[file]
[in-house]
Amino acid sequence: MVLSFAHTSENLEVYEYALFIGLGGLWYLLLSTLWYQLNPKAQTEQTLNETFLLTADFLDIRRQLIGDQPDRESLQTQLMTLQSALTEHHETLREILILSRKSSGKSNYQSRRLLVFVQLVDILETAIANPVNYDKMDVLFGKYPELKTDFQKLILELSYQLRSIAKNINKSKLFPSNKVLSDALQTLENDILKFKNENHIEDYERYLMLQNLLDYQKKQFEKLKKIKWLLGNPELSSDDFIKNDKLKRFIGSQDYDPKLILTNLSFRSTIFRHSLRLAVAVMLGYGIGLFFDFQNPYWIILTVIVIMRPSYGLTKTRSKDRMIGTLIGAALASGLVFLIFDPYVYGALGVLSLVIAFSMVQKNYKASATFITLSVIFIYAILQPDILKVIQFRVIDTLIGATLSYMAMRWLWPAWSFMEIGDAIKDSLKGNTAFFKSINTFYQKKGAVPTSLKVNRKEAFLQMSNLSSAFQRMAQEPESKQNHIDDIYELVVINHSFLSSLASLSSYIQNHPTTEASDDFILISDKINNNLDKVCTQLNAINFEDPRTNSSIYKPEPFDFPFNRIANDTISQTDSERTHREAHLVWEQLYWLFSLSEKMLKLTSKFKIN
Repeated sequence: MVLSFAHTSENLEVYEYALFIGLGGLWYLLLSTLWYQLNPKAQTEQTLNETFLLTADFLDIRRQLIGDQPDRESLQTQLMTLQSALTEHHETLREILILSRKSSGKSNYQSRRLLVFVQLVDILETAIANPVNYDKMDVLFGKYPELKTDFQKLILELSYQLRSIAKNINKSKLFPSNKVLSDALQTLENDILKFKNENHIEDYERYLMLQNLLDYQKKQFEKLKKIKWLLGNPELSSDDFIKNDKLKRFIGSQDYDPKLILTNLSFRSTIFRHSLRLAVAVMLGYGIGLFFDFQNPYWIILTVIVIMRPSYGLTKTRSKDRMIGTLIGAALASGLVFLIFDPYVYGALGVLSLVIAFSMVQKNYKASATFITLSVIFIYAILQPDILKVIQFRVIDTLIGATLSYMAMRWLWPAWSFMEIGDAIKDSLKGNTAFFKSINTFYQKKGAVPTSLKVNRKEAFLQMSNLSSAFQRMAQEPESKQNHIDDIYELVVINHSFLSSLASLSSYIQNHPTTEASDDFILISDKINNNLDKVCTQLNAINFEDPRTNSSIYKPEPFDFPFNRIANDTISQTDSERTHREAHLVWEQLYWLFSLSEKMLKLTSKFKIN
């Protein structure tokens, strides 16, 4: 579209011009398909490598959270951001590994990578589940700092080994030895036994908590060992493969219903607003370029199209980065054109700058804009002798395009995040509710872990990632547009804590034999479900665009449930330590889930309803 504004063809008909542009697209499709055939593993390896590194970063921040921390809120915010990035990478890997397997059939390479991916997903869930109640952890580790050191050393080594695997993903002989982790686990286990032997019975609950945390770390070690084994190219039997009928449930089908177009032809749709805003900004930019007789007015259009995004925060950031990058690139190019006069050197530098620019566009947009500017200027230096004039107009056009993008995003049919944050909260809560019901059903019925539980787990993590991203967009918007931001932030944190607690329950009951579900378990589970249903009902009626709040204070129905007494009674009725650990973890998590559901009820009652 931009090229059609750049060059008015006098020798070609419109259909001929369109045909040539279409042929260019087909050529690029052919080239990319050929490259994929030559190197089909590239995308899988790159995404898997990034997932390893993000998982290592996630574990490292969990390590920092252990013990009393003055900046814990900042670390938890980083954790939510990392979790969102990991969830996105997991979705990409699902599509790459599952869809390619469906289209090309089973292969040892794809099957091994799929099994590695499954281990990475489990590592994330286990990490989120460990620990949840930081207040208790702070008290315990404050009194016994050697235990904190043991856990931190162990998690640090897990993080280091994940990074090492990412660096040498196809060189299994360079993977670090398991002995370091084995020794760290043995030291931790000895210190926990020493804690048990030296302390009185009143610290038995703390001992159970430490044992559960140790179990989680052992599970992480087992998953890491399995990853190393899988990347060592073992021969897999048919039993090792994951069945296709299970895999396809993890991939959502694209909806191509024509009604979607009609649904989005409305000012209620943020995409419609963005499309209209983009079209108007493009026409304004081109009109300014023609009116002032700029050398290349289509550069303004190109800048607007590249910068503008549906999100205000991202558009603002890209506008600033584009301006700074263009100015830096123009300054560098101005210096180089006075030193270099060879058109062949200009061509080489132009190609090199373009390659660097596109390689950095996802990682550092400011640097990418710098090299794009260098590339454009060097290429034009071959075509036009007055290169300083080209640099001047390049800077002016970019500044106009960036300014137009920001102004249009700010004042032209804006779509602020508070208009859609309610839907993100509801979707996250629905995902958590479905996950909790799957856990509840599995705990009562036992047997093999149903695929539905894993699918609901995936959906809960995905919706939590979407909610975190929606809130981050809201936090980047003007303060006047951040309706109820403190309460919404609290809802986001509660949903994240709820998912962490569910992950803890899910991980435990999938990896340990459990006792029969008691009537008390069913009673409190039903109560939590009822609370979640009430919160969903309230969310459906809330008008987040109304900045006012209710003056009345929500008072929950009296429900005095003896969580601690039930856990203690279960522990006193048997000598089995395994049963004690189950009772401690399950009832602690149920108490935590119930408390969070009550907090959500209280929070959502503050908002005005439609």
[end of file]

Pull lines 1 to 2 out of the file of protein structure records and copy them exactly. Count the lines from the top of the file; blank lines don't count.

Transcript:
[in-house]
Amino acid sequence: MVLSFAHTSENLEVYEYALFIGLGGLWYLLLSTLWYQLNPKAQTEQTLNETFLLTADFLDIRRQLIGDQPDRESLQTQLMTLQSALTEHHETLREILILSRKSSGKSNYQSRRLLVFVQLVDILETAIANPVNYDKMDVLFGKYPELKTDFQKLILELSYQLRSIAKNINKSKLFPSNKVLSDALQTLENDILKFKNENHIEDYERYLMLQNLLDYQKKQFEKLKKIKWLLGNPELSSDDFIKNDKLKRFIGSQDYDPKLILTNLSFRSTIFRHSLRLAVAVMLGYGIGLFFDFQNPYWIILTVIVIMRPSYGLTKTRSKDRMIGTLIGAALASGLVFLIFDPYVYGALGVLSLVIAFSMVQKNYKASATFITLSVIFIYAILQPDILKVIQFRVIDTLIGATLSYMAMRWLWPAWSFMEIGDAIKDSLKGNTAFFKSINTFYQKKGAVPTSLKVNRKEAFLQMSNLSSAFQRMAQEPESKQNHIDDIYELVVINHSFLSSLASLSSYIQNHPTTEASDDFILISDKINNNLDKVCTQLNAINFEDPRTNSSIYKPEPFDFPFNRIANDTISQTDSERTHREAHLVWEQLYWLFSLSEKMLKLTSKFKIN